One of the things I love best about writing novels is that I get to go inside various characters’ heads. I get to see what might go on in someone’s brain, and that helps me understand people a little better. It’s fun but also challenging looking at things from various perspectives. I have to try to understand the culture from which the characters come and understand what made them the way they are. Kinda like being an amateur psychologist.

In my Outsiders Mystery series, I go into the heads of characters in their 20’s and characters in their 70’s. Surprisingly, my most popular characters are the seventy-something-year-old grandmothers. I did the same with my mystery novel, The Handyman.

In my historical mystery, Breadcrumbs and Bombs, I got into the heads of characters in their 20’s (Lucas and his wife, Tawny) and into the heads of a twelve-year-old girl (Christa) and a teenage girl (Ilse), both of them German and trying to survive during WWII. That was a huge challenge. I had to figure out what they would sound like, what hopes and fears they would have, and how they would react to the events of the story. I was also in the heads of Christa’s German mother and a young Czech soldier, Petr.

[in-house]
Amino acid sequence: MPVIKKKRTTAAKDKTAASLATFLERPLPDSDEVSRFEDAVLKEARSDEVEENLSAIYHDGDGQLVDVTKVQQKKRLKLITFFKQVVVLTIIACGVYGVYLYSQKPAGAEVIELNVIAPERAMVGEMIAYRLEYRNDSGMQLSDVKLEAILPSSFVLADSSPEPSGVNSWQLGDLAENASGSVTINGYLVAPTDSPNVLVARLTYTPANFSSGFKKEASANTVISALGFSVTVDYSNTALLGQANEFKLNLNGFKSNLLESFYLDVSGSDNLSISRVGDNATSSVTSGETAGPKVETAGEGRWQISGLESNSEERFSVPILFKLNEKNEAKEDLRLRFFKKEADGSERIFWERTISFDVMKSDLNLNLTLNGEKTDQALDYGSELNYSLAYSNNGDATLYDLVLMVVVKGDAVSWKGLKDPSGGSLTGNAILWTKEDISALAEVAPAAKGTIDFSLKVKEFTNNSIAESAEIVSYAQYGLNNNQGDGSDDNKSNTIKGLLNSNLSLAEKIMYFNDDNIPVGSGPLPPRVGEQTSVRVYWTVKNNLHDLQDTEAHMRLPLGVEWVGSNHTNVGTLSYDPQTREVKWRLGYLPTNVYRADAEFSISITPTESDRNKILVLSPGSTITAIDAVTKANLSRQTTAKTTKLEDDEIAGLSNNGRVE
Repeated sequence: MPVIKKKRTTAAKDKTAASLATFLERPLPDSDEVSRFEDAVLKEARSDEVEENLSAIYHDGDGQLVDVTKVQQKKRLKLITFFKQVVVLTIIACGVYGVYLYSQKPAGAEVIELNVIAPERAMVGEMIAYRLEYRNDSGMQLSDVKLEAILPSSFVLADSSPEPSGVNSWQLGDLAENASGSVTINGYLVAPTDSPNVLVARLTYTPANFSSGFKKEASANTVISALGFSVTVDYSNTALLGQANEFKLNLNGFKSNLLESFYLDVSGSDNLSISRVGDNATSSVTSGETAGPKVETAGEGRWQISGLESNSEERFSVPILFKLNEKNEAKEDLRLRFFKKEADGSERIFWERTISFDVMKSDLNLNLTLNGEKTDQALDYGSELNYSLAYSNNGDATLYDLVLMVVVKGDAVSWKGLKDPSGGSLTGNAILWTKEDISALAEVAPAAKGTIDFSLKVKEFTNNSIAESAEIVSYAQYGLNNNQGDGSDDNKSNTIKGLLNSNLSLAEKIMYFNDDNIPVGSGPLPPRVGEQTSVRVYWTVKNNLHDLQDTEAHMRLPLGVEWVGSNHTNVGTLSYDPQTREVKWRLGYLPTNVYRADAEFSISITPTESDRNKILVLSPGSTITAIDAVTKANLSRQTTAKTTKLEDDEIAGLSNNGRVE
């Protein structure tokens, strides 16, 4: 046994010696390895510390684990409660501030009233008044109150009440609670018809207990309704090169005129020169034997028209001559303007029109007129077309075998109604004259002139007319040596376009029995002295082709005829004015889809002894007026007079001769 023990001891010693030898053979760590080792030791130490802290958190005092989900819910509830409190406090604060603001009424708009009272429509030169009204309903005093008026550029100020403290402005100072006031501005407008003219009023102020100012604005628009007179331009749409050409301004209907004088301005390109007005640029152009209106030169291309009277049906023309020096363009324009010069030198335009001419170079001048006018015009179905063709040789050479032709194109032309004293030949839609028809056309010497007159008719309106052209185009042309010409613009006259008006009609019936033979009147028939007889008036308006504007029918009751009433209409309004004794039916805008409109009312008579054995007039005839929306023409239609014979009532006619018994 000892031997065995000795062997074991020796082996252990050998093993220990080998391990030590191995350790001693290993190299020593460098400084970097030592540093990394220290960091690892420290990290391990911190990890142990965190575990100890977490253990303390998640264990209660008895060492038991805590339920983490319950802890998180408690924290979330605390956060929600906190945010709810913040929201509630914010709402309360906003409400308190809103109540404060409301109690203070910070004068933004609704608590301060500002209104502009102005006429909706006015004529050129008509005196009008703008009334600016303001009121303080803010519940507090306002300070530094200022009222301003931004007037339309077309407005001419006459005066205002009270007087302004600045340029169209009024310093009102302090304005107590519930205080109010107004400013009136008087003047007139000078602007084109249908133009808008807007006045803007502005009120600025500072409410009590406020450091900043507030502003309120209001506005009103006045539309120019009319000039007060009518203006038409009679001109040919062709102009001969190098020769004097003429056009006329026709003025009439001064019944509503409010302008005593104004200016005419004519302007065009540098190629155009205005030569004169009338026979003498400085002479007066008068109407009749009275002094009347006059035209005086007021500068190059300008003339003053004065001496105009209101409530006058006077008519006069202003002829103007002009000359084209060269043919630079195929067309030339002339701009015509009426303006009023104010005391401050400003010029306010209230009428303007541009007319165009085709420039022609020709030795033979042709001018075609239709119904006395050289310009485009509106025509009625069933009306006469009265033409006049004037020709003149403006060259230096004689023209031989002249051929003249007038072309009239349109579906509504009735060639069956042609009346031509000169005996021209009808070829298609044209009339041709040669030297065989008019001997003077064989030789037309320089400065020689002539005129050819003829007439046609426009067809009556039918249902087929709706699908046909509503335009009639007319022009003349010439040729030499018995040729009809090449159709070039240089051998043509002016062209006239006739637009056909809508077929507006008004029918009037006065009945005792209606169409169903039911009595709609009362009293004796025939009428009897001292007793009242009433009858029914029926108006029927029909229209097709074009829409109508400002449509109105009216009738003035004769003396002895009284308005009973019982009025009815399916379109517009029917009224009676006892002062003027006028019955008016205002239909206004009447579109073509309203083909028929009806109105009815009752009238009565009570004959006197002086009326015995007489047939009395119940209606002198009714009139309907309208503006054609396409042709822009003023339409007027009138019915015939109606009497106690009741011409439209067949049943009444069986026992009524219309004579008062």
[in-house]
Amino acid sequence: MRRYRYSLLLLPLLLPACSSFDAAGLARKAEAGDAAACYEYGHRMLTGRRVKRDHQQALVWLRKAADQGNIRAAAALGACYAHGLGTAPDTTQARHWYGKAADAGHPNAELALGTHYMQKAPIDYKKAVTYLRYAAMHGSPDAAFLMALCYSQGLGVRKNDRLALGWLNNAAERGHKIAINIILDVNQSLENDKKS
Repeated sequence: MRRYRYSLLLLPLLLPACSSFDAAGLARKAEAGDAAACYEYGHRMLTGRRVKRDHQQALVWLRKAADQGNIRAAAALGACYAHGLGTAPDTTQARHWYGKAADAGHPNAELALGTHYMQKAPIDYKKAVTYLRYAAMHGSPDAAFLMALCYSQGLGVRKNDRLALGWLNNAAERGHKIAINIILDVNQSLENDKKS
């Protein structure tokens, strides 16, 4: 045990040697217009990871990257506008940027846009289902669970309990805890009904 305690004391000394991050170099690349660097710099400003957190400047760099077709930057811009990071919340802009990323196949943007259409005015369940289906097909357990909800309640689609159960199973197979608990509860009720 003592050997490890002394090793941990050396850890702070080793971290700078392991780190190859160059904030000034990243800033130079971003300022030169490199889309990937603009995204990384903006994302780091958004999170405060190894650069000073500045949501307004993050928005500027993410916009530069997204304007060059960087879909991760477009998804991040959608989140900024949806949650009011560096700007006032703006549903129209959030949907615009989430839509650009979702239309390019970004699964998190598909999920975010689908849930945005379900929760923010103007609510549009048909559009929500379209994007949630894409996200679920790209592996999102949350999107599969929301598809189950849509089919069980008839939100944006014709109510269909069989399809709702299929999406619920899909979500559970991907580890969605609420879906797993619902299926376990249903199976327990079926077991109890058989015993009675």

The sequel to that book, which I’m currently working on, is Bloodlines and Barbed Wire. It will have a varied cast, as well, including children, and an elderly woman suffering from dementia. That elderly woman is also a hoarder. I’m having lots of fun with her character.

In my Bavarian Woods time travel series, I started out in the heads of a sixty-something-year-old German woman, a forty-year-old American man, and then a thirty-year-old German woman. In the second book, I also delved into a ten-year-old German boy’s head. Then, in the third book, Not Expecting This, I am in the heads of a seventeen-year-old pregnant American girl, a nineteen-year-old American/German male, a thirty-eight-year-old English woman, and a forty-eight-year-old American man. Wow, talk about challenging.

Some authors prefer writing the entire book in one character’s point-of-view and that’s great. I read lots of books like that, but for some reason that I can’t explain, I love creating multiple points-of-view. I guess I want to see how different people are, from the inside out. I hope this makes sense.